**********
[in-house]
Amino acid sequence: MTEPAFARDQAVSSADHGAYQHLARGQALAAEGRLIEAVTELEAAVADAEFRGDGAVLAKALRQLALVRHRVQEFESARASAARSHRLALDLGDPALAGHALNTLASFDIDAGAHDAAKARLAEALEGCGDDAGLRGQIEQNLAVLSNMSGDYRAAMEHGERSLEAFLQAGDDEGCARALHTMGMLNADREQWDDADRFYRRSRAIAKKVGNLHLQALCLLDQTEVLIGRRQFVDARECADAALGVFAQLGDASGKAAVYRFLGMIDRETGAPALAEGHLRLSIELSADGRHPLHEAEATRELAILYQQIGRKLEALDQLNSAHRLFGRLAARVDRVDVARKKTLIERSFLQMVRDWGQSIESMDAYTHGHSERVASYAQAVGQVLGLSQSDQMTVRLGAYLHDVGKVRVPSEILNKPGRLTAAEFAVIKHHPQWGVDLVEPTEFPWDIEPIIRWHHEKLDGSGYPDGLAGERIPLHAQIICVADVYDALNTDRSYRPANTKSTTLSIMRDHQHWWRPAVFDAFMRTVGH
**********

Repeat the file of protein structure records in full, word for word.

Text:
[in-house]
Amino acid sequence: MTEPAFARDQAVSSADHGAYQHLARGQALAAEGRLIEAVTELEAAVADAEFRGDGAVLAKALRQLALVRHRVQEFESARASAARSHRLALDLGDPALAGHALNTLASFDIDAGAHDAAKARLAEALEGCGDDAGLRGQIEQNLAVLSNMSGDYRAAMEHGERSLEAFLQAGDDEGCARALHTMGMLNADREQWDDADRFYRRSRAIAKKVGNLHLQALCLLDQTEVLIGRRQFVDARECADAALGVFAQLGDASGKAAVYRFLGMIDRETGAPALAEGHLRLSIELSADGRHPLHEAEATRELAILYQQIGRKLEALDQLNSAHRLFGRLAARVDRVDVARKKTLIERSFLQMVRDWGQSIESMDAYTHGHSERVASYAQAVGQVLGLSQSDQMTVRLGAYLHDVGKVRVPSEILNKPGRLTAAEFAVIKHHPQWGVDLVEPTEFPWDIEPIIRWHHEKLDGSGYPDGLAGERIPLHAQIICVADVYDALNTDRSYRPANTKSTTLSIMRDHQHWWRPAVFDAFMRTVGH